Which Wood – Mahogany and Sapele

Which Wood Series – Started with Walnut – and lets continue with Mahogany. Including Sapele also, since they are related – but know, they are not the same.mahogany-maple-karly-cutting-board-1

  • Honduran Mahogany – Swietenia macrophylla
    • AKA – Also Known As
      •  Honduras, Geniune, Brazilian, Big-Leaf, and American. Did I miss any?
    • Native to Southern Mexico – Central South America
    • Grain Varies – Straight to Wavy – Stunning Character
    • Color – Pinkish Brown to Reddish Brown Color with Natural Luster
      • See the “luster” in the mahogany pieces above? I call this character “flame”
    • Chosen for furniture, including turned pieces, cabinetry of all kinds (of course), guitars and building boats (who knew)?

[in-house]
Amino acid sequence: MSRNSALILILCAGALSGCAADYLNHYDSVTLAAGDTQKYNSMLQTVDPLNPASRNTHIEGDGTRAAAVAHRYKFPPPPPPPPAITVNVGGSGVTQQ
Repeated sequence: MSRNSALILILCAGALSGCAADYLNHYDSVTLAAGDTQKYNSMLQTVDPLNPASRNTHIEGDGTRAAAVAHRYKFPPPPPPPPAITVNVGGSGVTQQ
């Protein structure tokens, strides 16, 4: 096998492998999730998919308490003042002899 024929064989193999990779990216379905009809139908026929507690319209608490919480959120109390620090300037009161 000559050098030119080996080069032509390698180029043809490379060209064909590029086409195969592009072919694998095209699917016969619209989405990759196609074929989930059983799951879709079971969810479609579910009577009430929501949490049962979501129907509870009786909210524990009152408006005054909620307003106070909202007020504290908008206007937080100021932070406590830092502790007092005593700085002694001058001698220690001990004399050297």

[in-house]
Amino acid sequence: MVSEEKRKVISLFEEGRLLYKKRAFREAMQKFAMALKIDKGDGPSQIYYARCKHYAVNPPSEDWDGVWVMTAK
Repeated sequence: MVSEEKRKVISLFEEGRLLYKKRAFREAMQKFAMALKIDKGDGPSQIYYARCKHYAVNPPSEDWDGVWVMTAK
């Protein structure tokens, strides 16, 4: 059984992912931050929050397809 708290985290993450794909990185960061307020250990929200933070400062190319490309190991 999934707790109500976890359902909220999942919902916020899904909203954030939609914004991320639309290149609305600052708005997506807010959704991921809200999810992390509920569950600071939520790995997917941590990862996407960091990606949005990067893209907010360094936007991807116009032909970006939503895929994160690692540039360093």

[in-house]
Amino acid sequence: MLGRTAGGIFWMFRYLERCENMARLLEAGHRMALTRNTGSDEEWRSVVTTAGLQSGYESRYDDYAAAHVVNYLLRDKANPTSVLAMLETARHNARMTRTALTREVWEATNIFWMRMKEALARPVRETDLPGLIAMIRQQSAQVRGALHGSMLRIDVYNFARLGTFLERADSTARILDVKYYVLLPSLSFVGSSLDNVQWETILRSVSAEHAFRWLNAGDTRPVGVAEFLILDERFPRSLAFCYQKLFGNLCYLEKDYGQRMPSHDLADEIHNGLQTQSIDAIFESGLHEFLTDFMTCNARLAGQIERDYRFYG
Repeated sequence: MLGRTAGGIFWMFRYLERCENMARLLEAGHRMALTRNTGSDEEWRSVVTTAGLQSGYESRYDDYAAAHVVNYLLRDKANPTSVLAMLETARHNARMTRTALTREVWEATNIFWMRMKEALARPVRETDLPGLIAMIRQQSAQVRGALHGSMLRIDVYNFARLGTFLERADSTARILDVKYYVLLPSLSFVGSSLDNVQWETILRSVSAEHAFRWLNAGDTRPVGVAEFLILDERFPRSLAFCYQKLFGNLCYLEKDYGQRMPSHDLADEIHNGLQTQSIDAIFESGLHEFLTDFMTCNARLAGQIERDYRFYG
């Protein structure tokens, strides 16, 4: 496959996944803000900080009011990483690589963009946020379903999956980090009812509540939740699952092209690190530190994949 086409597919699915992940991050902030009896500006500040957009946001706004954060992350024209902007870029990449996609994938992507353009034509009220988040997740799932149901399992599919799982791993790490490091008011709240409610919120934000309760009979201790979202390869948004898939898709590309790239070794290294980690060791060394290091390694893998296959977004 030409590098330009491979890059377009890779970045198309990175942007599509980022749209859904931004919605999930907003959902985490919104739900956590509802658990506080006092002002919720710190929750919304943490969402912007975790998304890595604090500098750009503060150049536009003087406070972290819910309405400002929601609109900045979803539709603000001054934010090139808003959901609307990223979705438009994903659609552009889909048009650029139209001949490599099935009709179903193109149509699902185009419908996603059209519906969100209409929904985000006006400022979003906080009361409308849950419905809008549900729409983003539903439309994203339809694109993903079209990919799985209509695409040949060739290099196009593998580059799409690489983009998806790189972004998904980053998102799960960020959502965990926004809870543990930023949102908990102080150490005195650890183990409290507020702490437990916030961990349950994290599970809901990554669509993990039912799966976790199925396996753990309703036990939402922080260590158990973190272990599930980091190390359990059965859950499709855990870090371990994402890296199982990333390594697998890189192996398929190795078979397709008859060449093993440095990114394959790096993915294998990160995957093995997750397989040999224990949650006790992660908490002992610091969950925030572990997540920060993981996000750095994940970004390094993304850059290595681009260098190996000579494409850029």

We had quite a stash of Mahogany from years gone by – and decided that the contrast for our cutting board designs would be well received, and we were right.  Not a subtle as cherry and not as bold as walnut.

Mahogany - Maple Small Wooden Cutting Board

Mahogany – Maple Small Wooden Cutting Board

  • Sapele – Entandrophragma cylindricum
    • Found in Africa
    • Beautiful Grain Variation – Interlocking to Wavy.
    • Color from Golden to Reddish Brown with Natural Luster.
    • Similar uses as American Mahogany – sometimes offered as a substitute – though I’m not sure why.
Mahogany or Sapele?

Mahogany or Sapele?

Mahogany or Sapele with Maple?

Mahogany or Sapele with Maple?

Mahogany or Sapele with Maple?

Mahogany or Sapele with Maple?

If it’s mahogany, the straighter grain will give it away for me. But if it’s wavy and has flame in it, I can’t tell the difference.

The woodworker, however, will be able to tell the difference.  How you ask?

Sapele is more difficult to work with due to the interlocking grain, your machinery will tell you. And smell it, sapele has an odor – smells like cedar. American Mahogany doesn’t have an odor.